When a longer-term student loan might be right for you

When it comes to managing student loan debt, there are many repayment strategies and refinancing options to think about. If you’re considering refinancing, an important factor to focus on is the term length. The term lengths that come with student loan refinancing options can vary widely, each with pros and cons. Depending on your unique financial situation, a longer-term student loan might be the right option for you.

What is student loan refinancing? 

When you refinance student loans, you replace your current student loans with a new loan which may have a lower interest rate, lower monthly payment or both! 

When you refinance your student loans, you could have the opportunity to choose your repayment term. Loan terms typically come in five-year increments (e.g., 5, 10, 15, or 20 years), and the length of your loan term will affect your monthly payments and total interest paid over the life of the loan. For example, a shorter-term loan could have higher monthly payments, but you’ll pay less interest overall, while a longer-term loan could have lower monthly payments but more interest overall.

When is refinancing student loans a good option?

Student loan refinancing could be a good option for borrowers with high-interest rate student loans. If you have good credit and strong income, you may be able to refinance at a lower rate, which could save you money over the life of your loan. Interest rates and loan terms may vary from lender to lender, so it’s important to shop around and do your homework when looking for a refinancing lender.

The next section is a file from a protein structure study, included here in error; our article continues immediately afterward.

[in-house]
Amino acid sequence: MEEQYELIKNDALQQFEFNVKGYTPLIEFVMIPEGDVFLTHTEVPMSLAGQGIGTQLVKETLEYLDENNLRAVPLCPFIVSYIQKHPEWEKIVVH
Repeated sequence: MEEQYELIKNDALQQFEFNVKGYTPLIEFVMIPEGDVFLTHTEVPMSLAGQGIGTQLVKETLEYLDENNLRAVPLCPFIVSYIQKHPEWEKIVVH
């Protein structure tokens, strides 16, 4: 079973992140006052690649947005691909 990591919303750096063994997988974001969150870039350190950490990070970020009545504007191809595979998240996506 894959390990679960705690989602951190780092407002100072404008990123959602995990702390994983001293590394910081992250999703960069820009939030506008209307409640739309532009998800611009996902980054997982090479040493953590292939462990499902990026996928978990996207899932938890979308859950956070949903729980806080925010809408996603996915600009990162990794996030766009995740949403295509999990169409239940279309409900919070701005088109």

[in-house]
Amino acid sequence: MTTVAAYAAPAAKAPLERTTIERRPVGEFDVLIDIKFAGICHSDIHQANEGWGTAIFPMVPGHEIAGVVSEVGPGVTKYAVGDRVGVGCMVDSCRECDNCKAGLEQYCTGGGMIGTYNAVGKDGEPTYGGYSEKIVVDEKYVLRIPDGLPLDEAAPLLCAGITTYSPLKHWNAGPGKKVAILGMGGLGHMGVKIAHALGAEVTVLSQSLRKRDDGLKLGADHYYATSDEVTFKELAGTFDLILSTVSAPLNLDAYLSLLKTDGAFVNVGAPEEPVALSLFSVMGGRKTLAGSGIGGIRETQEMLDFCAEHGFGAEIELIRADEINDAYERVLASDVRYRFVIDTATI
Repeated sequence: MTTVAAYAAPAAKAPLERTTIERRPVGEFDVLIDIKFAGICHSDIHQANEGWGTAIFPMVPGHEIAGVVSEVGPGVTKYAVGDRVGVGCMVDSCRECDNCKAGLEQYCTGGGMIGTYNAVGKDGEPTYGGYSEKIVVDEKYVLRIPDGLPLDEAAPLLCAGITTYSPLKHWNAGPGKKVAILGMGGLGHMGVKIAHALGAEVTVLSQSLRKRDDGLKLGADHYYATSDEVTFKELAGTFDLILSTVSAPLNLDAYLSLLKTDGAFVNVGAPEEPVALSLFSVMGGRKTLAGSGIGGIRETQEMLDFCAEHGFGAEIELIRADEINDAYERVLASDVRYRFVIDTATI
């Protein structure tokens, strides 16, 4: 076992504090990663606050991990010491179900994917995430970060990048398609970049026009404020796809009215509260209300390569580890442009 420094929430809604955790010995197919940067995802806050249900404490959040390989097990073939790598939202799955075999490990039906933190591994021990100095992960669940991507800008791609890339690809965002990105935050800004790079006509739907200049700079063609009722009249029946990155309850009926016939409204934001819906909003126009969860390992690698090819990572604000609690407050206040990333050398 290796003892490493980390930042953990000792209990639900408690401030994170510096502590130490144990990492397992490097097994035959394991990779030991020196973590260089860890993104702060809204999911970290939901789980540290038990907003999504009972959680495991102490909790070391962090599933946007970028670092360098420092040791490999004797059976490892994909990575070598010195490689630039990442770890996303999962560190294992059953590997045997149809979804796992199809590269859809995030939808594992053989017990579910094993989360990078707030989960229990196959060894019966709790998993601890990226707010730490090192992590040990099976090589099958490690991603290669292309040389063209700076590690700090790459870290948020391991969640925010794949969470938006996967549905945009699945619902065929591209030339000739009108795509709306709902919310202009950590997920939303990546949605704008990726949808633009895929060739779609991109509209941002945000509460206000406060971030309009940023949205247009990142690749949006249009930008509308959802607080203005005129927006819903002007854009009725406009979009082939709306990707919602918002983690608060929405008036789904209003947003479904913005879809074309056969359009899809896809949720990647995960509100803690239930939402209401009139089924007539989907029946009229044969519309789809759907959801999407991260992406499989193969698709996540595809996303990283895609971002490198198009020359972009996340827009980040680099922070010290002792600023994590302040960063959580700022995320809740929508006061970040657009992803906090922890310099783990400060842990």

However, the U.S. Department of Education recently announced a student loan debt relief plan which includes forgiveness of up to $10,000 for qualifying federal student loans and up to $20,000 for qualifying Pell Grant recipients. For more information, please visit: https://studentaid.gov/debt-relief-announcement. Keep in mind that if you have federal student loans and you refinance through a private lender, you will no longer qualify for existing or future benefits offered by the federal government to federal student loan holders. Look online for the most current information about any federal student loan benefits. So, before you refinance make sure you know what type of student loan you have. 

Pros and cons of refinancing term lengths

A shorter-term loan:

  • Pro: You’ll likely pay less interest because you’re repaying the loan over a shorter period, so less interest is accrued on your overall loan balance. 
  • Con: Your monthly payments will likely be higher because you’ll repay the principal plus interest over a shorter period.
  • Pro: You could pay off your debt faster! For example, if you refinance into a five-year loan, you’ll be out of debt five years sooner than if you refinance into a 10-year loan. 

A longer-term loan:

  • Pro: Your monthly payments will likely be lower because you’re repaying the principal (the amount you borrowed) plus interest over an extended period.
  • Con: You’ll likely pay more interest, which means that you’ll pay more money over the life of the loan.
  • Pro: Monthly payments could be more affordable.
  • Con: You could be in debt for a longer period of time. 

So, what student loan refinancing term is best?

When it comes down to it, there is no “right” answer when choosing a student loan refinancing term. The best way to know what term is right for you is to consider your current situation and future goals, whether that’s buying a house, saving for retirement, or taking a dream vacation. For example, if you have plans to make a major purchase in the near future, refinancing into a longer-term loan could help free up some extra cash each month, but if you’re looking to get rid of your loans sooner, a short-term could be the better option. At the end of the day, it all depends on your specific situation and what’s best for you.

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Mark Meets
Mark Meets
MarkMeets Media is British-based online news magazine covering showbiz, music, tv and movies
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